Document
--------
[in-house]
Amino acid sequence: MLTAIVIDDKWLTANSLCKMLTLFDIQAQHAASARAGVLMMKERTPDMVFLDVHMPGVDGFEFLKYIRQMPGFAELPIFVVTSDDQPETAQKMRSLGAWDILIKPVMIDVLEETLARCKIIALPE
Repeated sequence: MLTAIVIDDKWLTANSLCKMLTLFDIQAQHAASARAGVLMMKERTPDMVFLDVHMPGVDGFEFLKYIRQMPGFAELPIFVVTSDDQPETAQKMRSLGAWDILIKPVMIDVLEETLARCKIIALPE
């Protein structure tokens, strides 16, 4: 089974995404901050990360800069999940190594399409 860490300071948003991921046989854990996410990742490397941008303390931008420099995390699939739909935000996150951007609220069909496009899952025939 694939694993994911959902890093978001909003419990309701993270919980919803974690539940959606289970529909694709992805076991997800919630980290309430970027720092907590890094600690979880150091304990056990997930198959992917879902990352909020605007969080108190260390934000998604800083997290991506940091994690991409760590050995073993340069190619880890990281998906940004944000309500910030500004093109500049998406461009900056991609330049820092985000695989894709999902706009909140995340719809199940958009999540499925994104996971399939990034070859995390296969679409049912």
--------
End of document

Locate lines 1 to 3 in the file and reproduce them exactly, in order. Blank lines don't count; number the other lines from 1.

[in-house]
Amino acid sequence: MLTAIVIDDKWLTANSLCKMLTLFDIQAQHAASARAGVLMMKERTPDMVFLDVHMPGVDGFEFLKYIRQMPGFAELPIFVVTSDDQPETAQKMRSLGAWDILIKPVMIDVLEETLARCKIIALPE
Repeated sequence: MLTAIVIDDKWLTANSLCKMLTLFDIQAQHAASARAGVLMMKERTPDMVFLDVHMPGVDGFEFLKYIRQMPGFAELPIFVVTSDDQPETAQKMRSLGAWDILIKPVMIDVLEETLARCKIIALPE